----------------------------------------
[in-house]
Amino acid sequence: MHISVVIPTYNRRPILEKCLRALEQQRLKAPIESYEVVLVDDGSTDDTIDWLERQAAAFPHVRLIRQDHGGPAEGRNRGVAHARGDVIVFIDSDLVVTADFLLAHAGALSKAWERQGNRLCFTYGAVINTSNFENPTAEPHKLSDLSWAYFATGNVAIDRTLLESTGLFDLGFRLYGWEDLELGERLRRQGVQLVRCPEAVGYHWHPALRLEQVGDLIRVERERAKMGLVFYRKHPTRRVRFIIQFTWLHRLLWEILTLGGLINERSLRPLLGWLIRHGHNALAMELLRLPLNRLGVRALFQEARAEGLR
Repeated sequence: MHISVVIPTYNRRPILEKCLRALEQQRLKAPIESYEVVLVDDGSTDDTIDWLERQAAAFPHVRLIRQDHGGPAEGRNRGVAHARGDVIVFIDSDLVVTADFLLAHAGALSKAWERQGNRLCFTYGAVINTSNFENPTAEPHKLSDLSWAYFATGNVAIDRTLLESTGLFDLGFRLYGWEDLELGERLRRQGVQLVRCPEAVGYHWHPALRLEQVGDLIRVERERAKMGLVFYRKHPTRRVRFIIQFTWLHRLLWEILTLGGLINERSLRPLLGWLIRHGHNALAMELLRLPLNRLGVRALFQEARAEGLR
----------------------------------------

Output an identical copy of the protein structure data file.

[in-house]
Amino acid sequence: MHISVVIPTYNRRPILEKCLRALEQQRLKAPIESYEVVLVDDGSTDDTIDWLERQAAAFPHVRLIRQDHGGPAEGRNRGVAHARGDVIVFIDSDLVVTADFLLAHAGALSKAWERQGNRLCFTYGAVINTSNFENPTAEPHKLSDLSWAYFATGNVAIDRTLLESTGLFDLGFRLYGWEDLELGERLRRQGVQLVRCPEAVGYHWHPALRLEQVGDLIRVERERAKMGLVFYRKHPTRRVRFIIQFTWLHRLLWEILTLGGLINERSLRPLLGWLIRHGHNALAMELLRLPLNRLGVRALFQEARAEGLR
Repeated sequence: MHISVVIPTYNRRPILEKCLRALEQQRLKAPIESYEVVLVDDGSTDDTIDWLERQAAAFPHVRLIRQDHGGPAEGRNRGVAHARGDVIVFIDSDLVVTADFLLAHAGALSKAWERQGNRLCFTYGAVINTSNFENPTAEPHKLSDLSWAYFATGNVAIDRTLLESTGLFDLGFRLYGWEDLELGERLRRQGVQLVRCPEAVGYHWHPALRLEQVGDLIRVERERAKMGLVFYRKHPTRRVRFIIQFTWLHRLLWEILTLGGLINERSLRPLLGWLIRHGHNALAMELLRLPLNRLGVRALFQEARAEGLR